Proulx builds a house in `Bird Cloud’

London: ‘Bird Cloud’ sounds like a promising title for one of Annie Proulx`s Western novels, but it`s actually the name of the dream house she built herself on a vast wind-beaten stretch of Wyoming prairie. Her new book shares a name with the ranch and details the long, bittersweet road to the realization she has embarked on a folly.

Just finding a builder capable of meeting her architect`s demanding specifications proves so daunting she almost gives up before she even gets started. When she finally hits on a team of builders — two affable brothers and a friend whom she dubs ‘The James Gang’ — she appears closer to having purchased a few friends for life than she is to a completed project.

Delays, cost overruns and failures of planning often threaten to spiral out of control. Budgets and schedules are repeatedly amended only to fall by the wayside.

Along the way, however, there are lots of fascinating glimpses of the woman behind novels like ‘The Shipping News’ and stories like ‘Brokeback Mountain,’ whose cinematic success no doubt helped fund the endeavour at hand.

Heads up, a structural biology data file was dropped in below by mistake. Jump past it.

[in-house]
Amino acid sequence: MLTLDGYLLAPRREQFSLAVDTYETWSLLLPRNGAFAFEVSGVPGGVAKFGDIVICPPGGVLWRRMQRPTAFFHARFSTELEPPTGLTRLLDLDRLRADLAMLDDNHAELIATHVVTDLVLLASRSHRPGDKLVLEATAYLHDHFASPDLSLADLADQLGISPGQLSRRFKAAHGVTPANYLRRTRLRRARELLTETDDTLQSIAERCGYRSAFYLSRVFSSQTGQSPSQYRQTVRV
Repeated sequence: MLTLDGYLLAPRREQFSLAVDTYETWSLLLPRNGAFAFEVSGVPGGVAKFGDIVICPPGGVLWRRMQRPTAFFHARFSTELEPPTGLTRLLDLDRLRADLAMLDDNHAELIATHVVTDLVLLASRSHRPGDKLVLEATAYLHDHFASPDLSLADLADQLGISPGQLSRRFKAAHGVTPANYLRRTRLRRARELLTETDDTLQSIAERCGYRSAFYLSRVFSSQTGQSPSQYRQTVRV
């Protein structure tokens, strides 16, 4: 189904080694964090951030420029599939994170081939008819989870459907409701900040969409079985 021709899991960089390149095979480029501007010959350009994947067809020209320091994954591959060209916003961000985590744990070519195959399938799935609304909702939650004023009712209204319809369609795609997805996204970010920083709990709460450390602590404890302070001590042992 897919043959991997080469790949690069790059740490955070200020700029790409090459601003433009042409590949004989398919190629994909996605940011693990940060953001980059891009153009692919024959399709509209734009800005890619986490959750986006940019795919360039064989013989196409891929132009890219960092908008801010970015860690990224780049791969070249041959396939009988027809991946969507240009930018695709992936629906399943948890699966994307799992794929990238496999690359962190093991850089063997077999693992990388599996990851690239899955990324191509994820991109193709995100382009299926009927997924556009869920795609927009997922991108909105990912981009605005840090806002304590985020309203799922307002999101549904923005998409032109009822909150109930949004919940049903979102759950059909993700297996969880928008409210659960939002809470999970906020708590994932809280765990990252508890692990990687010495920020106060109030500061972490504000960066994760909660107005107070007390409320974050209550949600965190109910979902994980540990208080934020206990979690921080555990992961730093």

While it`s little surprise that Proulx is an able naturalist, perfectly at home on the rugged frontier, she`s also fond of dry Riesling wine and willing to brave hundreds of miles of Wyoming roads to reach the nearest Whole Foods to stock up on organics and other fine produce.

Her dream house not only requires lots of big tables where she can lay out the research materials that enrich her writing, but also a Japanese hot tub and an exercise room complete with tatami mats.

But she speaks only glancingly of her literature and writing habits, most notably to complain about how she once had to expel a plumber and electrician working late because she couldn`t get any writing done.

Instead, she lets the writing speak for itself, imbuing life with just a few pen strokes into the sheep ranchers, bankers and businessmen who held past title to the land.

The book is also rife with descriptions of nature, deftly filled with drama and rich poetic detail. The last section of the book delves into the native avifauna and in Proulx`s telling the habits of bald and golden eagles sound almost regal.

Even though it becomes glaringly obvious early on that — despite a real estate agent`s enthusiastic assurances to the contrary — the house will be inaccessible for most of the winter due to heavy snows and powerful whipping winds, it is only toward the end that Proulx concedes she would never have purchased the property knowing what she knows now.

It might even be the stuff of a good novel: The story of one woman trying valiantly and failing to realize her dreams in the American West.

Bureau Report

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